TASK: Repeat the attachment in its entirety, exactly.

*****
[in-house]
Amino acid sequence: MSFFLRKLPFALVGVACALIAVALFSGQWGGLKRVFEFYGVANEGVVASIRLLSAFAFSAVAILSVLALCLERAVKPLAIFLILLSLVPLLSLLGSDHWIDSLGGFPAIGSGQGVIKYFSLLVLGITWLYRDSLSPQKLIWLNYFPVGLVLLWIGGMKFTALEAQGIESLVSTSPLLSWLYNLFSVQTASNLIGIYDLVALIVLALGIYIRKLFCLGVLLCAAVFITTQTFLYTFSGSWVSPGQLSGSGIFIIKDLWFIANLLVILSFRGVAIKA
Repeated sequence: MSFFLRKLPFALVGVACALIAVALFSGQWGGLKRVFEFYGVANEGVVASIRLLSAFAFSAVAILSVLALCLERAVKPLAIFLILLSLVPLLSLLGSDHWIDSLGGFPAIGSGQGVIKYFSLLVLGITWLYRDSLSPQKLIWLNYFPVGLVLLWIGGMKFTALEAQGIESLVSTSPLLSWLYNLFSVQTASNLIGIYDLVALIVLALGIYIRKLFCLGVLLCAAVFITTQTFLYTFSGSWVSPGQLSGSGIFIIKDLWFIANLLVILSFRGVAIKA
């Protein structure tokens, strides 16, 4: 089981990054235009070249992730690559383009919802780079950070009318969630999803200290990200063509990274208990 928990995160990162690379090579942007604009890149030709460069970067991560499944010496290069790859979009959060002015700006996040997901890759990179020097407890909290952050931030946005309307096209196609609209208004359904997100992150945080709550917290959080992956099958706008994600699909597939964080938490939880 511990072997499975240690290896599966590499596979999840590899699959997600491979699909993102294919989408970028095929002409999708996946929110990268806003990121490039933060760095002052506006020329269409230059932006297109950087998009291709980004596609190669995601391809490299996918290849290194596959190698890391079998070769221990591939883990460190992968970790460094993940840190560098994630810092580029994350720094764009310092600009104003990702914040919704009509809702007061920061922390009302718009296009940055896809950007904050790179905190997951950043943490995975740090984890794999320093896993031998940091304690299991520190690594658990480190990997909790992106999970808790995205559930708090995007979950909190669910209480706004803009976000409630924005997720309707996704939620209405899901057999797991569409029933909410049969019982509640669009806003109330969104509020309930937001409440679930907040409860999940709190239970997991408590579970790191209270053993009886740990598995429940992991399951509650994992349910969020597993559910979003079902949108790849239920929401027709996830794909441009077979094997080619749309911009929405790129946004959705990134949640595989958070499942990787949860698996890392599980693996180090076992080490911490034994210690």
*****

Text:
[in-house]
Amino acid sequence: MSFFLRKLPFALVGVACALIAVALFSGQWGGLKRVFEFYGVANEGVVASIRLLSAFAFSAVAILSVLALCLERAVKPLAIFLILLSLVPLLSLLGSDHWIDSLGGFPAIGSGQGVIKYFSLLVLGITWLYRDSLSPQKLIWLNYFPVGLVLLWIGGMKFTALEAQGIESLVSTSPLLSWLYNLFSVQTASNLIGIYDLVALIVLALGIYIRKLFCLGVLLCAAVFITTQTFLYTFSGSWVSPGQLSGSGIFIIKDLWFIANLLVILSFRGVAIKA
Repeated sequence: MSFFLRKLPFALVGVACALIAVALFSGQWGGLKRVFEFYGVANEGVVASIRLLSAFAFSAVAILSVLALCLERAVKPLAIFLILLSLVPLLSLLGSDHWIDSLGGFPAIGSGQGVIKYFSLLVLGITWLYRDSLSPQKLIWLNYFPVGLVLLWIGGMKFTALEAQGIESLVSTSPLLSWLYNLFSVQTASNLIGIYDLVALIVLALGIYIRKLFCLGVLLCAAVFITTQTFLYTFSGSWVSPGQLSGSGIFIIKDLWFIANLLVILSFRGVAIKA
């Protein structure tokens, strides 16, 4: 089981990054235009070249992730690559383009919802780079950070009318969630999803200290990200063509990274208990 928990995160990162690379090579942007604009890149030709460069970067991560499944010496290069790859979009959060002015700006996040997901890759990179020097407890909290952050931030946005309307096209196609609209208004359904997100992150945080709550917290959080992956099958706008994600699909597939964080938490939880 511990072997499975240690290896599966590499596979999840590899699959997600491979699909993102294919989408970028095929002409999708996946929110990268806003990121490039933060760095002052506006020329269409230059932006297109950087998009291709980004596609190669995601391809490299996918290849290194596959190698890391079998070769221990591939883990460190992968970790460094993940840190560098994630810092580029994350720094764009310092600009104003990702914040919704009509809702007061920061922390009302718009296009940055896809950007904050790179905190997951950043943490995975740090984890794999320093896993031998940091304690299991520190690594658990480190990997909790992106999970808790995205559930708090995007979950909190669910209480706004803009976000409630924005997720309707996704939620209405899901057999797991569409029933909410049969019982509640669009806003109330969104509020309930937001409440679930907040409860999940709190239970997991408590579970790191209270053993009886740990598995429940992991399951509650994992349910969020597993559910979003079902949108790849239920929401027709996830794909441009077979094997080619749309911009929405790129946004959705990134949640595989958070499942990787949860698996890392599980693996180090076992080490911490034994210690």